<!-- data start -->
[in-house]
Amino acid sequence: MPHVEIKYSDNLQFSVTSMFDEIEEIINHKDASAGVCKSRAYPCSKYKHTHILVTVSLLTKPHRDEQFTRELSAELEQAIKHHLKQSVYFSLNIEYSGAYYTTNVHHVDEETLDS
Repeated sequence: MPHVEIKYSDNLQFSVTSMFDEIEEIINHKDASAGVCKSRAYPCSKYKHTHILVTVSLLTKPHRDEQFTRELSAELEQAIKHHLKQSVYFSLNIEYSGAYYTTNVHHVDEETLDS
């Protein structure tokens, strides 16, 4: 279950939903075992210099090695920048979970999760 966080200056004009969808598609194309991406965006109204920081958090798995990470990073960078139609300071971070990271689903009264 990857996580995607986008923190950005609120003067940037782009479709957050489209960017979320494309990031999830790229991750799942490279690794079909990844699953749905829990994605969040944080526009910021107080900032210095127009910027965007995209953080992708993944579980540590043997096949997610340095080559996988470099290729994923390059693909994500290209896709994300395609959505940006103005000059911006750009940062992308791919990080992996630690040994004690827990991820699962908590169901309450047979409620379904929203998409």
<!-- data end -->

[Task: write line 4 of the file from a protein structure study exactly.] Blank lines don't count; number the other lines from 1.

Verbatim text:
């Protein structure tokens, strides 16, 4: 279950939903075992210099090695920048979970999760 966080200056004009969808598609194309991406965006109204920081958090798995990470990073960078139609300071971070990271689903009264 990857996580995607986008923190950005609120003067940037782009479709957050489209960017979320494309990031999830790229991750799942490279690794079909990844699953749905829990994605969040944080526009910021107080900032210095127009910027965007995209953080992708993944579980540590043997096949997610340095080559996988470099290729994923390059693909994500290209896709994300395609959505940006103005000059911006750009940062992308791919990080992996630690040994004690827990991820699962908590169901309450047979409620379904929203998409």